Slow down Ek sê, Mr Min­is­ter

Mbab­ula’s plan to raise a levy on sports tick­ets has been met with mixed emo­tions from sport­ing bod­ies, most of whom are irked by the move

CityPress - - Sport - DAN RETIEF dan.retief@city­

Sport and Recre­ation Min­is­ter Fik­ile Mbalula has sent rip­ples of in­dig­na­tion and anx­i­ety through the com­mu­nity he rep­re­sents by threat­en­ing to raise a levy on sports tick­ets.

He did not dis­cuss the is­sue with the dif­fer­ent sports bod­ies that fall un­der his de­part­ment be­fore he pre­sented it in Par­lia­ment. What seems to irk them is his dec­la­ra­tion that the model “ad­vo­cates the es­tab­lish­ment of a new ticket levy to be im­posed on sport tick­ets”.

In his bud­get vote speech to Par­lia­ment three weeks ago, Mbalula an­nounced that his de­part­ment had “for­mu­lated a new fund­ing model to fi­nance the Na­tional Sport and Recre­ation Plan. Key to this fund­ing model is the fi­nanc­ing mech­a­nisms for school sport.”

Mbalula men­tioned ring-fenc­ing funds al­lo­cated to school sports from the Na­tional Trea­sury (to en­sure that these funds were spent on school sport) and the na­tional lot­tery. But he added a rider that has taken sports officials by sur­prise.

“This will be­come a new rev­enue stream that will gen­er­ate fund­ing for school sport devel­op­ment pro­grammes,” he said.

How­ever, it ap­pears Mbalula may have been fly­ing a kite be­cause no dis­cus­sions had taken place with sports bod­ies on what, in ef­fect, amounts to a tax on sports tick­ets.

Rugby, the sport with the most to lose as it has the big­gest crowds cou­pled to the most ex­pen­sive tick­ets, re­sponded cau­tiously. But it con­firmed it was un­aware of a scheme to di­vert a cut of gate tak­ings.

A lead­ing rugby ad­min­is­tra­tor, who re­quested anonymity for fear of prej­u­dic­ing his union, said: “This is cer­tainly a sur­prise to us all. I won­der who dreamt this up? We are al­ready strug­gling to fill sta­di­ums and any fur­ther in­crease [sug­gest­ing any levy would be passed on to fans] would be push­ing too hard.

“I don’t know who has re­searched or in­ves­ti­gated this and would wel­come any ac­cu­rate sur­vey that may guide us in this mat­ter.”

Another top rugby ad­min­is­tra­tor from a big union, who also asked not to be named, said his or­gan­i­sa­tion had not had word of a pos­si­ble levy on tick­ets.

“No mat­ter the sport, we’re all un­der se­vere fi­nan­cial pres­sure and my first ques­tion would be, ‘how do you au­dit it?’ A large part of our in­come is from the sale of suites and cor­po­rate pack­ages and we’re bat­tling to main­tain prices as it is.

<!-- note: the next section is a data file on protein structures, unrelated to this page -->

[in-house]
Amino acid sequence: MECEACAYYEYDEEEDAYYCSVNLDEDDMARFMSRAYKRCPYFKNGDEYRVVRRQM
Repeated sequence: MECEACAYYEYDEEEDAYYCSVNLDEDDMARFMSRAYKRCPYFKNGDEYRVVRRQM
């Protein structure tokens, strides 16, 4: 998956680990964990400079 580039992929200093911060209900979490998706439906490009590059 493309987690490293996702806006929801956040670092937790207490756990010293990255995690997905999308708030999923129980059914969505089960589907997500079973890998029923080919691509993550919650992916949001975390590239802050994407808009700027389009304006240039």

“Another fac­tor is that the sports that are able to at­tract the big­gest crowds and main­tain the best sys­tems will be dis­ad­van­taged be­cause we have sound fi­nan­cials. I don’t see this fly­ing at all and find it strange that we were not con­sulted.” SA Rugby Union chief ex­ec­u­tive Jurie Roux said: “It would be un­fair to com­ment on the pro­posal un­til a plan has been for­mu­lated and cir­cu­lated to fed­er­a­tions for us to un­der­stand the de­tail. We have not had any dis­cus­sions with the min­istry on the idea, but ex­pect that to hap­pen in due course.”

Pre­mier Soc­cer League (PSL) com­mu­ni­ca­tions man­ager Lux­olo Septem­ber agreed: “We are not aware of dis­cus­sions be­tween the league and the min­istry to this ef­fect. As the PSL, we will com­ment if and when the min­is­ter ap­proaches us about the mat­ter.”

Cricket SA (CSA) chief ex­ec­u­tive of­fi­cer Ha­roon Lor­gat re­sponded in the same vein: “CSA has not had the op­por­tu­nity to en­gage on this topic at all with the min­istry. “We have, how­ever, noted this propo­si­tion in the bud­get speech. We have re­ceived an in­vi­ta­tion to meet the min­is­ter this week and this topic is likely to be dis­cussed.

“School sport devel­op­ment pro­grammes are es­sen­tial in de­vel­op­ing world-class crick­eters and we would be will­ing to sup­port such pro­grammes. “In any case, school sports is an in­te­gral part of our devel­op­ment pro­grammes. The chal­lenge for us would be to un­der­stand the im­pli­ca­tions of the levy and to en­sure ca­pac­ity and gov­er­nance in de­liv­er­ing the re­quired in­fra­struc­ture.”

Sun­shine Tour com­mis­sioner Sel­wyn Nathan said while “it’s a process man­aged by the SA Golf As­so­ci­a­tion” the tour’s min­i­mal gate tak­ings were al­ready be­ing di­verted to the SA Golf Devel­op­ment Board and other streams of devel­op­ment. Mbab­ula could not elab­o­rate when con­tacted this week, cit­ing a busy sched­ule. His of­fice did not re­spond ei­ther, but the min­is­ter promised to avail him­self to City Press this week to dis­cuss his bud­get vote speech in de­tail.


Fik­ile Mbalula

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